You need a compelling story and emotional message that shows you understand the attendees' “pain” and that you have a remarkable solution to satisfy that pain. You need to give attendees a way to get to know you and your company in advance of the show. Offer them an opportunity to download a piece of educational content, something that is unique and exclusive for people attending this particular show. Provide them with a follow-up if they stop by the booth at the show, a chance to get something of value. I'm not talking about a hat, pen, stress ball or USB drive, but something that helps them be smarter.

One advantage of getting them to sign up or download something from you is that you get their email address. Originally, you probably had to rely on the trade show company to send your emails out for you. Now, you have their contact info in your contact database and you can communicate with them as many times as you want prior to, during and even after the show. This is a major upgrade.

In-Show Marketing

So, you got them to the booth. Now what? First, if you want to graduate from the standard set of SWAG offerings, consider providing visitors with more exclusive or unique content. Perhaps it's a more personal interaction with your company at the show. Maybe it's a review, a diagnostic, a consult or a personal assessment of their situation, company or documents. These quickly uncover the really serious prospects and remove the people going from booth to booth to collect toys for their kids. While you might get less leads, your leads will be much more qualified.

There are going to be people at the show whom you didn’t get to market to ahead of time. You still need a fun theme and a reason for them to stop by. Don’t be confused by my earlier comments: All of this inbound marketing can still exist inside a fun and exciting show theme. For instance, we once rented a clear safe with $10,000 inside, and attendees had a chance to earn the right to guess the combination. They earned the right by sitting down with a client's consultants for 10 minutes to discuss their business, their situation and their challenges. Only serious prospects spent the time, and only serious prospects had the chance to win $10,000.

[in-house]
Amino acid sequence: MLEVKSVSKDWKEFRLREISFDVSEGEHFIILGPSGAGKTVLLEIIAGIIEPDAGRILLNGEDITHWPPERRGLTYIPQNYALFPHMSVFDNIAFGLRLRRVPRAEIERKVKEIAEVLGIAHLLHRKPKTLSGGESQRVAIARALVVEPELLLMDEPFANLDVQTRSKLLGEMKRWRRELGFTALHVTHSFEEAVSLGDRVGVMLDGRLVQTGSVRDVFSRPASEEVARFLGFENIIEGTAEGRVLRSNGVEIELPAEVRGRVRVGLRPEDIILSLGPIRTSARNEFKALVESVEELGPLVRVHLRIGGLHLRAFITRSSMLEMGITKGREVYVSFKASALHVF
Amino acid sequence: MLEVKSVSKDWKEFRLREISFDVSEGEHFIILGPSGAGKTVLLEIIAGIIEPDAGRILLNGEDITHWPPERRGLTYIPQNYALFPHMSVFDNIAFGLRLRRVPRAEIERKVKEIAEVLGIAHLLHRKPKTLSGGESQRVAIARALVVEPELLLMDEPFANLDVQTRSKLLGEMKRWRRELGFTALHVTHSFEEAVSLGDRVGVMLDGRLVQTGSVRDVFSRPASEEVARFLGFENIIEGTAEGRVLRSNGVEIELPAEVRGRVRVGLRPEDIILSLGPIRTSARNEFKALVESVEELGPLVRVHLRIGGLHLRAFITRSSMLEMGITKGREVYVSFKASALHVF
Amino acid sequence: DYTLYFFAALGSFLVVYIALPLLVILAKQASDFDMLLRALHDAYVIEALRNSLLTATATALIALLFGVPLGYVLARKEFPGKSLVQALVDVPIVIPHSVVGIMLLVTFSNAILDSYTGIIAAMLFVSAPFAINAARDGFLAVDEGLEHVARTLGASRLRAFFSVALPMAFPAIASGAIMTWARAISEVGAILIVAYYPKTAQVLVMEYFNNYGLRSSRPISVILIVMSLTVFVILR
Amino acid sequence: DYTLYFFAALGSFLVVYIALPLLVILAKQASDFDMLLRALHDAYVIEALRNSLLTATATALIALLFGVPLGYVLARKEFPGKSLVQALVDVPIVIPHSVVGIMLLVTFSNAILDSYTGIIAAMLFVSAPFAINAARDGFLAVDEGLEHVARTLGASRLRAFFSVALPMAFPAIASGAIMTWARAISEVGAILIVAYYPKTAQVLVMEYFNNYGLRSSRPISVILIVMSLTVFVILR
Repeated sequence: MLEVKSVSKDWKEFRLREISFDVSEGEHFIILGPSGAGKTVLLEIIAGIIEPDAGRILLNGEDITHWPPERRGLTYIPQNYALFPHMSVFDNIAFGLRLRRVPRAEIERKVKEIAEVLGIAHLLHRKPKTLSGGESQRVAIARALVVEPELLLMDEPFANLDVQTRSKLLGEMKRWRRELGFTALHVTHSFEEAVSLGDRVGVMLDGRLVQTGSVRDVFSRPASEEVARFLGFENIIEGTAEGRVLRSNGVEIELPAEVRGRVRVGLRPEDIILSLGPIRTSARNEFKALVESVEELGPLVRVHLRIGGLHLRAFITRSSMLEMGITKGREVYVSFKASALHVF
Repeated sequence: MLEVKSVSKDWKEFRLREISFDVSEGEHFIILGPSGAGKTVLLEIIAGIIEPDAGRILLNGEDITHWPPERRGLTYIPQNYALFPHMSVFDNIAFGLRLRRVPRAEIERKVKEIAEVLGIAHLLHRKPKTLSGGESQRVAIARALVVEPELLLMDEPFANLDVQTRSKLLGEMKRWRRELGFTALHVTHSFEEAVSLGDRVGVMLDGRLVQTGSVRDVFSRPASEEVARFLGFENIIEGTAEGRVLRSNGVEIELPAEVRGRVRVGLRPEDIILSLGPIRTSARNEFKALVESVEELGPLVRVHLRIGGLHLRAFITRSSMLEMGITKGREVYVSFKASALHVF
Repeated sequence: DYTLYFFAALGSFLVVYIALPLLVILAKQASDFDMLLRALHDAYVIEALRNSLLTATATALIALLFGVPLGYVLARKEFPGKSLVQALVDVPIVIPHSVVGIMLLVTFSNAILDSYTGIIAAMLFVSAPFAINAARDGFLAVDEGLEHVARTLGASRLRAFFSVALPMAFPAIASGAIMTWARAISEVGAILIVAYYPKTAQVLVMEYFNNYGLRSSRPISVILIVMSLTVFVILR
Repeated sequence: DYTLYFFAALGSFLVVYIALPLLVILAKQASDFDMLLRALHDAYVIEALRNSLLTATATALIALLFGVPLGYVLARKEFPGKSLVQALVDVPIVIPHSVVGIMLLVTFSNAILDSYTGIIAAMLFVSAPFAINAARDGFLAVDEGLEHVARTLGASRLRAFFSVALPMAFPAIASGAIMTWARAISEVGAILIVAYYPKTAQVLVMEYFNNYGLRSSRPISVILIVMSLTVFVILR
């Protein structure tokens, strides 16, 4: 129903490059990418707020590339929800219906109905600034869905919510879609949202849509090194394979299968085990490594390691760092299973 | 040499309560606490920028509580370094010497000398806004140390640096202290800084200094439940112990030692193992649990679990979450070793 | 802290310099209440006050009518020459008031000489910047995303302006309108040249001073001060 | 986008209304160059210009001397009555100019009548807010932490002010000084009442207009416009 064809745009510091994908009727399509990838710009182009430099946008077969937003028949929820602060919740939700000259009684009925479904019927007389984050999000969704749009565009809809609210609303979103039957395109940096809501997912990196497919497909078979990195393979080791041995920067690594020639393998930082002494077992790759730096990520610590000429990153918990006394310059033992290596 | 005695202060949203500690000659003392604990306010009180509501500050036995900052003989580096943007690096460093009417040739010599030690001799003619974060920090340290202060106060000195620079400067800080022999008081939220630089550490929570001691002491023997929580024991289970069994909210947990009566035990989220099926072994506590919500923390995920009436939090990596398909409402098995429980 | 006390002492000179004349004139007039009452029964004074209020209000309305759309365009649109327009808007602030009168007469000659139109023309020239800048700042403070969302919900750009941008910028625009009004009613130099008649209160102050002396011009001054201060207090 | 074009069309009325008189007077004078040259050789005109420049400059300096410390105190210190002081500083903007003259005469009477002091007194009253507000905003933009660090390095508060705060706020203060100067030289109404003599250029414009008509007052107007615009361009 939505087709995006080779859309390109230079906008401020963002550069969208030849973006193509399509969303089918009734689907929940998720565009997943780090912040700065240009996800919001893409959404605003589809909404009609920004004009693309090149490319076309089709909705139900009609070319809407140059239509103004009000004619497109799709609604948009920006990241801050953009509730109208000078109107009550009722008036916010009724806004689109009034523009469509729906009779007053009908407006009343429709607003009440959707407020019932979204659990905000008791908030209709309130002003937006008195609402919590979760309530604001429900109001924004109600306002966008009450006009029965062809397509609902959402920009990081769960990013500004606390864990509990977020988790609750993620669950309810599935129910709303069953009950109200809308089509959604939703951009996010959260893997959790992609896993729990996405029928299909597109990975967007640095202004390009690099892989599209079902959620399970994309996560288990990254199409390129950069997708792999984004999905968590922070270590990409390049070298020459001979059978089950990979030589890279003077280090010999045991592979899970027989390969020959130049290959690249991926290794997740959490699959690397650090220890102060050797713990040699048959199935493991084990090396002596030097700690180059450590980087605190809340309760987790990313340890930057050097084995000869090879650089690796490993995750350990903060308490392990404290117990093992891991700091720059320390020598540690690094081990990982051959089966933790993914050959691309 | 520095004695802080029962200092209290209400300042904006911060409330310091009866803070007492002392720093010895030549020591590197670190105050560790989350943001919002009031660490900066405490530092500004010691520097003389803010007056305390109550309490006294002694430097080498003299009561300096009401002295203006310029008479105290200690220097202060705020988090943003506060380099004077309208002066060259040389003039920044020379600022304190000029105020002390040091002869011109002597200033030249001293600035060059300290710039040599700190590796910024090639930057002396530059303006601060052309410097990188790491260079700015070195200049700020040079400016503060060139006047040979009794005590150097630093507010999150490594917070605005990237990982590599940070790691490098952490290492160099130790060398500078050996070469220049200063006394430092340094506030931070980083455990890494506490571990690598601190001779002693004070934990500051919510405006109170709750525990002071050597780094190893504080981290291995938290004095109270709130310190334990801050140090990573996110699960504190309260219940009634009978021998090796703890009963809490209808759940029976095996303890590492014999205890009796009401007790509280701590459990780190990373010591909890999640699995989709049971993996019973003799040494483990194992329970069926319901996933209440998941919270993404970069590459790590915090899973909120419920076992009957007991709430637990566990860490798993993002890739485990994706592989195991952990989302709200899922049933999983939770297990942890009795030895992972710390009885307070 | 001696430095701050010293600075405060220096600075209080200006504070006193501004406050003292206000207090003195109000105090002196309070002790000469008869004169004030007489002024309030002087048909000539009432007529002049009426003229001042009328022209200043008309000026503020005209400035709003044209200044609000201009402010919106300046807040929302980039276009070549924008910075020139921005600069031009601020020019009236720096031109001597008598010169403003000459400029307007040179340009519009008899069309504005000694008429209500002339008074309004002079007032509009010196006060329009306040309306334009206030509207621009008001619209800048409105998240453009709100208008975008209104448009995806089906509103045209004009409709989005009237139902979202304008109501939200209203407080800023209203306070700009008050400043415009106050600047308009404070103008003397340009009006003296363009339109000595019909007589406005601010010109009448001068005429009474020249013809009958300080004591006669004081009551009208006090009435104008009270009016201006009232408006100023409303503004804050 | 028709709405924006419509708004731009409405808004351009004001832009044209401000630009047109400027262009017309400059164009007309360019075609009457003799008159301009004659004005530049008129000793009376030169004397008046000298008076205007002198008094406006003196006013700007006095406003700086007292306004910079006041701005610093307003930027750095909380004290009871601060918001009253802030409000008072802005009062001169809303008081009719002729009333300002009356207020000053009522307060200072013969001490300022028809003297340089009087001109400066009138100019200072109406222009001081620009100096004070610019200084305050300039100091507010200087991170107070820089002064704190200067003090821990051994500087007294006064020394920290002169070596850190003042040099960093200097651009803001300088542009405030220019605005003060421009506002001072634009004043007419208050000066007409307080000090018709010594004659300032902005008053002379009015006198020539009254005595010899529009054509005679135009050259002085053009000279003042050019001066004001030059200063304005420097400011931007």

Post-Show Marketing

How many trade shows have you personally been to and then never followed up with a single lead? It's not that you did this maliciously or that you’re a bad person, but upon returning to the office, you got busy doing all the stuff you normally do and never really had the chance to contact any of the leads from the show. It happens every day.

Solid post-show marketing can be 100% automated, with follow-up that's triggered on the day after the show. Everyone gets contacted and receives additional educational content offers. Then, those who want to continue the conversation contact you. It’s easy, it’s trackable and it ensures 100% follow-up with every lead, every time.

Once you change your perspective on trade shows, you should see a dramatic increase in the ROI for the shows you are doing. Don’t forget to take a very selective view of any show you’re considering. If it won’t produce the high return we illustrated in this article, consider passing on it. The days of going to shows because “people might think you’re out of business if you don’t show up” are long over. I’m telling you right now, if you skip a bad show, people won’t think you’re out of business. They’re going to think you’re a lot smarter for skipping it than they were.

Start Today Tip – You need to start applying metrics, analytics and numbers to every single marketing tactic in your portfolio. Today, marketing is a science. If you can’t show positive performance or an improvement in performance, you need to consider scrapping that tactic and replacing it with something that does provide a high return on marketing investment. Take this trade show approach and run your own numbers. Don’t be afraid to back out of a show or conference if the return looks anemic.

 5 Metrics To Add To Your Marketing Toolbox

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Mike Lieberman, CEO and Chief Revenue Scientist

Mike is the CEO and Chief Revenue Scientist at Square 2. He is passionate about helping people turn their ordinary businesses into businesses people talk about. For more than 25 years, Mike has been working hand-in-hand with CEOs and marketing and sales executives to help them create strategic revenue growth plans, compelling marketing strategies and remarkable sales processes that shorten the sales cycle and increase close rates.